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Editorial |

Bone Mass, Bone Fragility, and the Decision to Treat

Robert P. Heaney, MD
JAMA. 1998;280(24):2119-2120. doi:10.1001/jama.280.24.2119.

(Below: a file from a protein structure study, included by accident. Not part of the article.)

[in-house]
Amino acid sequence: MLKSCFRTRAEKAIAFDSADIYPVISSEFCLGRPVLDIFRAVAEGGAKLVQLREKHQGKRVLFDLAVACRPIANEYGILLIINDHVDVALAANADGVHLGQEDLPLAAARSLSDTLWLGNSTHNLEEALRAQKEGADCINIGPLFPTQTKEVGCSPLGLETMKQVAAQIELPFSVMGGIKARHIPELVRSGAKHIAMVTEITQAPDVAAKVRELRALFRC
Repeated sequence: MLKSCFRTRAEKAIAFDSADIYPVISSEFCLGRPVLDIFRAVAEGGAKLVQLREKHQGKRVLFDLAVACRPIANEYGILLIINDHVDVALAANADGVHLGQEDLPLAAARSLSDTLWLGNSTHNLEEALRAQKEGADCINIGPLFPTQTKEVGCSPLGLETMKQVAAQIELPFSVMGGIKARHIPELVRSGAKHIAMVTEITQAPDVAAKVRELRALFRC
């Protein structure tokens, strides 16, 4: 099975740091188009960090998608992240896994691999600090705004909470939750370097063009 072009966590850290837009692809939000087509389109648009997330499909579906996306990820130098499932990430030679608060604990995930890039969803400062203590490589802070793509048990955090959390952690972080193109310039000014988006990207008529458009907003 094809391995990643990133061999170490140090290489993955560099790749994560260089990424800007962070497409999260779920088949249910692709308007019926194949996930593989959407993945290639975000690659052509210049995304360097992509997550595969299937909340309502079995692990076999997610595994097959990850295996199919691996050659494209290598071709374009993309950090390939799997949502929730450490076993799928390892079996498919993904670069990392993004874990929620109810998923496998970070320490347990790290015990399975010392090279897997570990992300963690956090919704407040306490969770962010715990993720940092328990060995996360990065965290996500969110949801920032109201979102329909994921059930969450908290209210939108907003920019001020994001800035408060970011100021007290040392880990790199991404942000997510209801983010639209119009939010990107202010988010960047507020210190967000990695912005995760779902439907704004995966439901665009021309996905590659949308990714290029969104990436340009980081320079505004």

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The explosion of osteoporosis-related diagnostic and therapeutic options in the past 6 to 10 years has created its own challenges. Guidelines have recently been published concerning who should be tested1 but, in a sense, that issue is moot. Bone mass measurement technology is proliferating rapidly, and physicians increasingly are confronted with ostensibly healthy individuals who bring them a printout showing that they have low bone mass. Should the physician recommend one of the growing array of bisphosphonates, selective estrogen receptor modulators, hormone replacement therapy regimens, or dietary supplements? Normally, the clinician treats the patient, not a test, but when it comes to prevention, the test result may be all the physician has to go on.

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